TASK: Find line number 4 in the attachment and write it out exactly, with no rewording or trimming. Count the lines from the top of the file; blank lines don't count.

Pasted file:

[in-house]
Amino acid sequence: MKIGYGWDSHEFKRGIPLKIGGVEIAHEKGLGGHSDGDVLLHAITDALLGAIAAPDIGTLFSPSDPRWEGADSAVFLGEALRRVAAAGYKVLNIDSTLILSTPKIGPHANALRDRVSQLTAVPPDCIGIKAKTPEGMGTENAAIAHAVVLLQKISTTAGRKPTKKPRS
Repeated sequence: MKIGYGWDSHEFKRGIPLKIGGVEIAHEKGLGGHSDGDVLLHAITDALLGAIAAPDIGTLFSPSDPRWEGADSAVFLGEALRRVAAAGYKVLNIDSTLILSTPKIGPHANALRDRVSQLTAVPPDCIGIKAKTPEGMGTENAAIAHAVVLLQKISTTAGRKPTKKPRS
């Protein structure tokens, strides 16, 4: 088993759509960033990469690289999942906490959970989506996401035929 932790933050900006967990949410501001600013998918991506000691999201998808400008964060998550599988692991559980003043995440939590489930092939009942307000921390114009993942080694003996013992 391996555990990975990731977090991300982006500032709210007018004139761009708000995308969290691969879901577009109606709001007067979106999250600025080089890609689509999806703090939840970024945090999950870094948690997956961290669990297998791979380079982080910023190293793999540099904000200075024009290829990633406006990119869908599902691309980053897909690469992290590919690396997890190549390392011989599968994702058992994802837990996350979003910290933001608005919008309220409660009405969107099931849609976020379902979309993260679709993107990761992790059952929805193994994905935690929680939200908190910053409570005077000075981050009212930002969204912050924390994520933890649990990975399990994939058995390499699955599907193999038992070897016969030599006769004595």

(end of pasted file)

């Protein structure tokens, strides 16, 4: 088993759509960033990469690289999942906490959970989506996401035929 932790933050900006967990949410501001600013998918991506000691999201998808400008964060998550599988692991559980003043995440939590489930092939009942307000921390114009993942080694003996013992 391996555990990975990731977090991300982006500032709210007018004139761009708000995308969290691969879901577009109606709001007067979106999250600025080089890609689509999806703090939840970024945090999950870094948690997956961290669990297998791979380079982080910023190293793999540099904000200075024009290829990633406006990119869908599902691309980053897909690469992290590919690396997890190549390392011989599968994702058992994802837990996350979003910290933001608005919008309220409660009405969107099931849609976020379902979309993260679709993107990761992790059952929805193994994905935690929680939200908190910053409570005077000075981050009212930002969204912050924390994520933890649990990975399990994939058995390499699955599907193999038992070897016969030599006769004595």